In Step 7030, if another virtual machine is using second processor 200, the scalar instruction execution circuit 110 suspends the operation of the virtual machine and transfers control to the virtual machine monitor 410 (Step 7120). Following this, the virtual machine monitor 410 to which control has been transferred puts the virtual machine that had been running on the scalar processor 100 into a VP wait state (Step 7130), returns execution to Step 7000 and again carries out virtual machine dispatching.

In Step 7000, when there is no virtual machine in a ready state the virtual machine monitor 410 puts the scalar processor 100 into a wait state (Step 7060). Following this, when an interruption to the virtual machine monitor 410 is generated (Step 7070), if the interruption is from the second processor 200 the interruption execution circuit 120 resets the VP busy VM identification register 130 to "0" (Step 7080). Following this, when a virtual machine in an SP wait state is released by a simulation or the like of this interruption, the virtual machine monitor 410 changes the virtual machine from an SP wait state to a ready state (Step 7090). Also, the virtual machine monitor 410 uses a TVP instruction to determine whether or not the second processor 200 is in a free state (Step 7000), and if it is in a free state the virtual machine in the VP wait state is put into a ready state, process execution returns to Step 7000 and virtual machine dispatching is performed.

Thus, while with the second scheduling method, control is complex, the other processor is dispatched even when the second processor is busy and does not assume a VP wait state as long as there is no request to use the second processor, thereby improving virtual machine execution efficiency. At the point at which virtual machine running on the scalar processor 100 requests to use the second processor 200, when the other virtual machine is using the second processor 200, operation of said virtual machine on the scalar processor 100 is suspended so there is no problem with the operating system on one virtual machine executing an EXVP instruction while the second processor 200 is being used by the other virtual machine.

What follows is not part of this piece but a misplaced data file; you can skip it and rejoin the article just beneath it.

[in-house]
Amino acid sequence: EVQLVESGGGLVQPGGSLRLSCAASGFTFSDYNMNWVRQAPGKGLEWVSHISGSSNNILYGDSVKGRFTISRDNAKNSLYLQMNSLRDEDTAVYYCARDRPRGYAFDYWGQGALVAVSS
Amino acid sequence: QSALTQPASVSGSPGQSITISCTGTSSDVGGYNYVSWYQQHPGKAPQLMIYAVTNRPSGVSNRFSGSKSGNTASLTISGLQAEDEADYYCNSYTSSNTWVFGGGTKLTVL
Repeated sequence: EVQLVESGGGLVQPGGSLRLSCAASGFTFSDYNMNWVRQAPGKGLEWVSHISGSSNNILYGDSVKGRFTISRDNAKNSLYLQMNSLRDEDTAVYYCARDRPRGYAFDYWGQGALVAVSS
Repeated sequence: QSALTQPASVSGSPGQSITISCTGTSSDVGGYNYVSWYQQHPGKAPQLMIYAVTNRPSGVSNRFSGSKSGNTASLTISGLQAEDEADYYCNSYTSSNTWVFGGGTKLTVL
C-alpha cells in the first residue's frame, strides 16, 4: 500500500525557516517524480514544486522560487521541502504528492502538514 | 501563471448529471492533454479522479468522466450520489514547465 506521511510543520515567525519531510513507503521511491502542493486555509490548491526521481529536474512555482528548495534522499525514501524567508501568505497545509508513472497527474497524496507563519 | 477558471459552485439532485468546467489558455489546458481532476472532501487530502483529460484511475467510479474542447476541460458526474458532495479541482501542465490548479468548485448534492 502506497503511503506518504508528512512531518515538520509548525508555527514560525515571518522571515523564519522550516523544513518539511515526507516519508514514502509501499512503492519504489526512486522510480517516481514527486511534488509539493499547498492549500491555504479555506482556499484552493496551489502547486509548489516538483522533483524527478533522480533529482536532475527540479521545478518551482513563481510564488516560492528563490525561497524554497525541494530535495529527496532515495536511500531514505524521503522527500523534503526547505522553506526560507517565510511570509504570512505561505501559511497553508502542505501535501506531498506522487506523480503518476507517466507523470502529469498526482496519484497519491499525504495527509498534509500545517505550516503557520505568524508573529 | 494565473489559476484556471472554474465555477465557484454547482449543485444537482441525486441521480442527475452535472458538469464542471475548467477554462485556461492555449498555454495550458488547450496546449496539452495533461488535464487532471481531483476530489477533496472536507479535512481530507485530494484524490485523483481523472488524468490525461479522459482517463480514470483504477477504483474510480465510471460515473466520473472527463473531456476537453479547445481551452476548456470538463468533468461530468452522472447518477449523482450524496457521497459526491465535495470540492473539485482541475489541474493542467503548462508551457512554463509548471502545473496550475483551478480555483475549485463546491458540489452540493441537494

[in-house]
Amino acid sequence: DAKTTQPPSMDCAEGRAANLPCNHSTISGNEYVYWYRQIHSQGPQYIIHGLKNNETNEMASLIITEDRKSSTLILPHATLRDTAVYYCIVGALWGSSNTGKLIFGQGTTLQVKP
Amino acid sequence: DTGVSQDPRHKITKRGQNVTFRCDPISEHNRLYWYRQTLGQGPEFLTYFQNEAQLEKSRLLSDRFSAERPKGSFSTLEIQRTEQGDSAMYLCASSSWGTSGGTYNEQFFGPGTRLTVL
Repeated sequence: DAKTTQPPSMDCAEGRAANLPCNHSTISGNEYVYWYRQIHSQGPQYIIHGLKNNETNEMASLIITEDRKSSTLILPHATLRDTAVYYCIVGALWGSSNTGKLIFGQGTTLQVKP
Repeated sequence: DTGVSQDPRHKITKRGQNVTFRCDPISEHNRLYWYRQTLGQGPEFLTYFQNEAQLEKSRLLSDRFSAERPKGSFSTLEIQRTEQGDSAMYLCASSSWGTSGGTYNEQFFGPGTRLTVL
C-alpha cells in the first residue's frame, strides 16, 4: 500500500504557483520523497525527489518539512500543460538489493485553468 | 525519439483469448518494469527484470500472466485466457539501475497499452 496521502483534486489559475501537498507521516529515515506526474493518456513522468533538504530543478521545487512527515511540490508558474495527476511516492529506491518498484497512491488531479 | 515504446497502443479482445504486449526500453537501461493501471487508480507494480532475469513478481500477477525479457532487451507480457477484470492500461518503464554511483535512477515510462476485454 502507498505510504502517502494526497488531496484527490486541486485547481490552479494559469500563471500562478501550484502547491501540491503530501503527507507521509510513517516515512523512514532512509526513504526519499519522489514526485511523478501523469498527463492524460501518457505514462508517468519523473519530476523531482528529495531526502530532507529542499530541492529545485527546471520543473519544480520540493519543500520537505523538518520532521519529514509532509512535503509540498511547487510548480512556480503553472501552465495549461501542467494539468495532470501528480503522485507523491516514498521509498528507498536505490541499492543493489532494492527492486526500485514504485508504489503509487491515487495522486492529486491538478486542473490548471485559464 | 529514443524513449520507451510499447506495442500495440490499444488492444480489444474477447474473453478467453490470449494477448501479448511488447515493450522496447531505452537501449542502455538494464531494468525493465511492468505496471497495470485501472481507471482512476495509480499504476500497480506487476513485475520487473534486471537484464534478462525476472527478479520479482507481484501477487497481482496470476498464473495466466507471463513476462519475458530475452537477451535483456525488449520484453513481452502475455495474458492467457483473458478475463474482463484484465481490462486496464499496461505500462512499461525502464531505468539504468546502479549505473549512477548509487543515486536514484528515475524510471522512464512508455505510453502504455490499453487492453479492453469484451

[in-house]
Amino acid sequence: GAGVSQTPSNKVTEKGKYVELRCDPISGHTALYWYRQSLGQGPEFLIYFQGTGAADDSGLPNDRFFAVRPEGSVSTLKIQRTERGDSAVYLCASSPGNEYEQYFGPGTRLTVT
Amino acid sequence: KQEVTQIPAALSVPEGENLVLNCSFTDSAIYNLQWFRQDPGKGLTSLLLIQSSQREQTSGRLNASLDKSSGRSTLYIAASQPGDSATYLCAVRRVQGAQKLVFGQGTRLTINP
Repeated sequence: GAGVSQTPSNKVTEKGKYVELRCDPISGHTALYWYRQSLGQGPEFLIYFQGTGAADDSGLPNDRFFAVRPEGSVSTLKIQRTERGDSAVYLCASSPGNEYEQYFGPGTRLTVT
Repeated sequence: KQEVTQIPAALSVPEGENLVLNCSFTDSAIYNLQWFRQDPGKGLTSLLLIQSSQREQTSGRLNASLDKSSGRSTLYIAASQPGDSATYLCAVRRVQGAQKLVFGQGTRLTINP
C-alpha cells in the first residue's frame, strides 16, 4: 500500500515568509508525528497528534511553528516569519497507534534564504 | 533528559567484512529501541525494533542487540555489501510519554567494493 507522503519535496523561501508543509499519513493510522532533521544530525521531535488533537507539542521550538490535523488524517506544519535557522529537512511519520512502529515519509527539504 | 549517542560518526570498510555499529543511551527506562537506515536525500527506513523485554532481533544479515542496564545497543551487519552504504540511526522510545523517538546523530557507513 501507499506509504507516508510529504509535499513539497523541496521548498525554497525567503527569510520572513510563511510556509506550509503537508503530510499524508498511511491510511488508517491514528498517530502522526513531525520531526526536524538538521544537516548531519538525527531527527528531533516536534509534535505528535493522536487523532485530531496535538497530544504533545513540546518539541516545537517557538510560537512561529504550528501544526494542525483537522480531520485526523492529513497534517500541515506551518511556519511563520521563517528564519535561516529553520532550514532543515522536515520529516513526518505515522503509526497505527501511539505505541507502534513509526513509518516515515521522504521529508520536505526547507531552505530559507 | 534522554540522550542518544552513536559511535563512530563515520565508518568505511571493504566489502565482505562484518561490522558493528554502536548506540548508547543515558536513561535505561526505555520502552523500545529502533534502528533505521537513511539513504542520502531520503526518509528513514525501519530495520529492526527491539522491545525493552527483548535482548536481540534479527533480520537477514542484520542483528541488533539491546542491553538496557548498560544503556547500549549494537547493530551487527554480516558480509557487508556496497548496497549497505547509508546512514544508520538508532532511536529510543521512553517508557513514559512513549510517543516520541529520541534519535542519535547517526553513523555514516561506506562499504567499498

3.3 Third embodiment scheduling method

Virtual machine scheduling state transitions will now be described with reference to FIG. 8. In this third scheduling method, under the virtual machine monitor 410 there are three virtual machine scheduling states, which are a scalar processor wait state (SP wait state), a ready state, and an execute state. Thus, the VP wait state of the first two scheduling methods is not included. In the first two scheduling methods the VP wait state is managed by the virtual machine monitor 410 to create a computer environment in which the virtual machine operating system seems to have exclusive possession of the second processor 200, and the need for the virtual machine operating system to recognize the state of second processor 200 utilization by another virtual machine has been eliminated. In contrast, in the third scheduling method the operating system of each virtual machine manages the VP wait state and executes jobs while recognizing the state of second processor 200 utilization by another virtual machine. The third scheduling method is the same as the second with reference to the fact that a virtual machine in a ready state is changed to an execute state regardless of the utilization state of the scalar processor. However, in terms of state transitions the second and third scheduling methods have the following differences.